MEDICAL MARIJUANA: Last year, Maryland legalized medical use of marijuana but limited distribution to a small number of approved “academic medical centers.” None of those centers — including the University of Maryland Medical System and Johns Hopkins University — has been willing to participate, however, so legislators are looking to tweak the law to help patients who could benefit from the drug to obtain it, Jenna Johnson and John Wagner report in the Post.
- Lawmakers this year have heard extensive testimony about the possible benefits of marijuana to patients suffering from epilepsy, the side-effects of chemotherapy, auto-immune disorders and other conditions, reports Michael Dresser for the Sun. The bill would allow qualifying physicians to write marijuana prescriptions to patients with certain conditions outside the medical center setting.
POT DECRIMINALIZATION: The Maryland Senate on Friday approved a bill that would decriminalize possession of small amounts of marijuana. The bill now goes to the House of Delegates, where its prospects are uncertain, write John Wagner and Frederick Kunkle in the Post. The Senate bill, which passed 36 to 8, would remove criminal penalties for possession of less than 10 grams of marijuana and impose a civil fine of $100.
- Juveniles would be required to appear in court and could be ordered into drug treatment, as could adults receiving their third citation, reports Timothy Wheeler for the Sun.
- Sens. Richard Colburn and Jim Mathias voted against the bill, reports Jennifer Shutt for the Salisbury Daily Times. “Primarily, I’m concerned about the search and seizure issue with people who have larger quantities,” Mathias said. “When a police officer approaches a vehicle and they smell or have reason to believe there are lager quantities of marijuana, this compromises, I believe, the search and seizure opportunity for them to be able to apprehend dealers and the like.”
ABORTION DEADLINE: As legislatures around the country have renewed efforts to restrict abortions, an Anne Arundel County Republican has proposed a Maryland law that would impose a 20-week deadline on when a woman could receive an abortion during the course of her pregnancy. But even he doesn’t think the proposal will make it out of committee, reports Jeremy Bauer-Wolf for MarylandRerporter.com.
BIRTH INJURY FUND: Maryland’s hospital operators say that malpractice suits are leaving them few options but to consider shutting down maternity wards. Lawmakers are now mulling a “no-fault birth injury fund” that would allow parents of babies injured at birth to seek compensation from a state fund, rather that pursuing their claims in court. It’s an idea worth pursuing, according to the editorial board for the Frederick News Post.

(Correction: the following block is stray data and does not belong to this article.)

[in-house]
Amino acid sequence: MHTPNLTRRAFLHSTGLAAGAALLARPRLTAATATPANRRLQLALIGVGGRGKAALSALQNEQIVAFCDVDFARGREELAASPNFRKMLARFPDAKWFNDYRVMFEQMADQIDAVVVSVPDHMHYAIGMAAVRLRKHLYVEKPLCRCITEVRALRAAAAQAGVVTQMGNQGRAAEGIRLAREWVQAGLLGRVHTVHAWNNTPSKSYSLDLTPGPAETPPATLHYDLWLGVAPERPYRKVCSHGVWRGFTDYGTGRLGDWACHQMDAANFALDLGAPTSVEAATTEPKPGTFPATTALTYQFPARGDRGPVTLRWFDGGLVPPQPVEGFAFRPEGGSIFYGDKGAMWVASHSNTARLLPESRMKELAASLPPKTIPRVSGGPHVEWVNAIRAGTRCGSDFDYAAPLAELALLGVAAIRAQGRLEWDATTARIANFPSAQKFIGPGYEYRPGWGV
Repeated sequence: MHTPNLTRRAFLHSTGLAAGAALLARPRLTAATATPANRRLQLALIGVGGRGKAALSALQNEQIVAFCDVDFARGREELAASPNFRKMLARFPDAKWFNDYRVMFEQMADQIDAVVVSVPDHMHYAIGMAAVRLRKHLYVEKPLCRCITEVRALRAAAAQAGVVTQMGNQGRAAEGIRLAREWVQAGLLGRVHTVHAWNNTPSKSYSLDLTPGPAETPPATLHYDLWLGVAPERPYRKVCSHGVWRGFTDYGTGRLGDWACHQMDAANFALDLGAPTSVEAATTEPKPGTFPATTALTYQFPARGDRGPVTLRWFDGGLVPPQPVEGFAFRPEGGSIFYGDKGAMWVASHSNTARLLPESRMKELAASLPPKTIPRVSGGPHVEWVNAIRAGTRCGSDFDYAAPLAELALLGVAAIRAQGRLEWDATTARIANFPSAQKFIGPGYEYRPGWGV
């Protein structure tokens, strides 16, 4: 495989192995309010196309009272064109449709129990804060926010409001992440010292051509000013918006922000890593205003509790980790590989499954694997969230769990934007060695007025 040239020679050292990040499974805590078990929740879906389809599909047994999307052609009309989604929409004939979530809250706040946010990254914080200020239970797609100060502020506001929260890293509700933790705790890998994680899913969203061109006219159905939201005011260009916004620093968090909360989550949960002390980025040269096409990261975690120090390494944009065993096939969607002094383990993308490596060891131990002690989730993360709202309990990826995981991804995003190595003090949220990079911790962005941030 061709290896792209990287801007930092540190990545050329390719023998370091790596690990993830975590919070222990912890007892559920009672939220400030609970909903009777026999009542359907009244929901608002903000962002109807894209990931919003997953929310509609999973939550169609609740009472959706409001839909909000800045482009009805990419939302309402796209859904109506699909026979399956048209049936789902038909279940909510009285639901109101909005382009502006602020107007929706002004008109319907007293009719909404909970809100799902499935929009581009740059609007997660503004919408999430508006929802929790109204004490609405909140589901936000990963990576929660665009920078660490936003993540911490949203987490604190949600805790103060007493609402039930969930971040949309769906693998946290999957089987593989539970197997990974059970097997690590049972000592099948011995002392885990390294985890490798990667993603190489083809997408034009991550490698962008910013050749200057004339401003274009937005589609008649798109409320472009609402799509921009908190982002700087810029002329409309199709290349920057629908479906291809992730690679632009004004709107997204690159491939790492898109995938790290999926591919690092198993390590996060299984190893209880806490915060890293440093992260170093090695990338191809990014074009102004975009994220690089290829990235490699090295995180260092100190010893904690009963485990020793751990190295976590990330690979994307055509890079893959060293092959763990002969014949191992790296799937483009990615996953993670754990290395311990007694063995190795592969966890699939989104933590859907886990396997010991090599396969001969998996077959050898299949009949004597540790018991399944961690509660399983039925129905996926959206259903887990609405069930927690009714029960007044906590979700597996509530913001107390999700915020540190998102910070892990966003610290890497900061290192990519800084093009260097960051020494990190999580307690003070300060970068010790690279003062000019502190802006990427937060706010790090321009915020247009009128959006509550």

GOUCHER POLL: Dan Rodricks and a panel that includes C. Fraser Smith look into the results from the latest Goucher Poll about all things Maryland, including health care reform and pot decriminalization.
GAY CONVERSATION BAN: Gay rights advocates and the state legislator who introduced legislation this session to ban so-called “gay conversion therapy” in Maryland have withdrawn the bill, saying they will instead pursue regulatory oversight of the controversial practice, Kevin Rector of the Sun reports.
HEALTH EXCHANGE WORK-AROUNDS: WYPR’s Fraser Smith and Karen Hosler talk about Evergreen Health Co-op, founded by Dr. Peter Beilenson, and how it has changed its business approach to adapt to Maryland’s slow and still-challenging health exchange website.
HOLOCAUST VS. PURPLE LINE: It’s the classic tug of war between emotion and logic, a crusade by legislators in Annapolis to enact punishment on a corporate Holocaust collaborator versus the cold reality that such a move would cost Maryland a new mass-transit line in suburban Washington. So far, writes columnist Barry Rascovar for MarylandReporter.com, the emotion side of the human equation is winning.
ENVIRONMENTALISTS BACK ON TRACK: While environmentalists have so far spent much of this year’s 90-day General Assembly session defending the state’s stormwater mandate, some say they may be back on the offensive soon, writes Alex Jackson for the Annapolis Capital.
WIND PROJECT SLOWED: Opponents of a Somerset County wind energy facility pushed forward with a House proposal to slow the project Saturday, a victory for Southern Maryland over the Eastern Shore in a rare contest of rural regions, reports Michael Dresser for the Sun. On a 40-80 vote, the House defeated an amendment that would have weakened a bill to impose a 15-month delay on the construction of high turbines for the Eastern Shore project.